|The NVM Insider, Issue 15|
|Page 2 - Executive Opinion|
|Page 3 - Outside Thoughts|
|Page 4 - Sidense Out and About|
The IP market is a niche market, with revenue of about 1% of the overall semiconductor business, but it is highly strategic for the chip makers. IP helps the chip maker to drastically improve their TTM, when buying a commodity function they can concentrate on the part of the design which differentiates them from the competition. When buying an advanced processor core, or a specific controller for the latest Ethernet protocol, to name a few, they can enter a certain market more rapidly and make a breakthrough. Bringing so many advantages, the IP vendors should be very successful! In fact, what we see is an IP market dominated by either real innovators (ARM, Rambus or Silicon Image), or by a large EDA company who has built a strong portfolio by making successive acquisitions (USB, PCIe, DDRn, NVM, Memories, MIPI and mixed signal IP). Then you find a few dozen companies (maybe less) doing well, but no more, on niche markets. What about the other, several hundred companies? Trying to survive ...
What is the problem you have when you need to buy a design IP? There are two major issues that you will face: you need a high quality product, fully verified and easy to integrate, and you want to pay the right price or the market price.
It is very easy to start selling IP - for example some design service companies who have developed a function for a single customer decide to market it as a real IP product. Because the entry cost is low, the IP market is very dynamic. There are many newcomers who can end up being real IP vendors or stay in the market for a couple of years and finally exit. If you start using an interconnect function, say PCI Express, you will probably use it in several generations of products, so your goal is to select a vendor who can support your product roadmap, stay in the market, and follow the PCIe protocol roadmap, generation after generation. With such requirements, you will discover that the short list is reduced considerably.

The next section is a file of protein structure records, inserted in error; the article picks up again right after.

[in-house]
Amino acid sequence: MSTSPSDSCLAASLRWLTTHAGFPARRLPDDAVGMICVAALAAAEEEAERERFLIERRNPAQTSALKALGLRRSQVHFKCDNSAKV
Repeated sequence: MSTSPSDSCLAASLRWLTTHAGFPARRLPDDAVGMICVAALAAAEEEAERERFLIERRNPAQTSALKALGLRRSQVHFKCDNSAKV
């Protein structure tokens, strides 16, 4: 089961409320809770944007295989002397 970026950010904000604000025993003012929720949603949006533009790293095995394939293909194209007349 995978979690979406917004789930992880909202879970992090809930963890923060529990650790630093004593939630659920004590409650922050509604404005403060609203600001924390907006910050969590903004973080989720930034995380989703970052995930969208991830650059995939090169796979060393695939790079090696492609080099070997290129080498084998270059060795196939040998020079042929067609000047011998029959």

The goal at SemiWiki is to help you find your way across the IP market and to find the best way to meet your product goals!
About the Author
Eric has over 25 years of experience in the semiconductor industry, focused on ASIC and IP. He is one of the bloggers and a founding member of Semiwiki (www.semiwiki.com). He is also the founder of IPnest, a company which provides strategic consulting and IP-related Market Surveys to high-level customers, IP vendors, chipmakers and foundries, including Synopsys, Cadence, Mentor Graphics, Rambus, Sony, TI, Fujitsu, KSIA, Intel, LSI Logic, MoSys, Snowbush, CAST, Evatronix, Arasan, Mixel, Denali, nSys, Si Foundry, and GUC. Prior to IPnest, Eric was the Worldwide Marketing Director with PLDA, a market leader in PCI-Express Controller IP, and ASIC/ASSP Marketing Manager for North America with Atmel. He has also held various sales and marketing positions with Texas Instruments for many years, focused on ASIC business development. Eric started his career as an ASIC designer, working for Thomson CSF, MHS, ES2, Elecma, and GEC Alsthom. He holds a PhD in Microelectronics from the University of Paris, Descartes.
For more information about IPnest, please visit http://www.ip-nest.com/.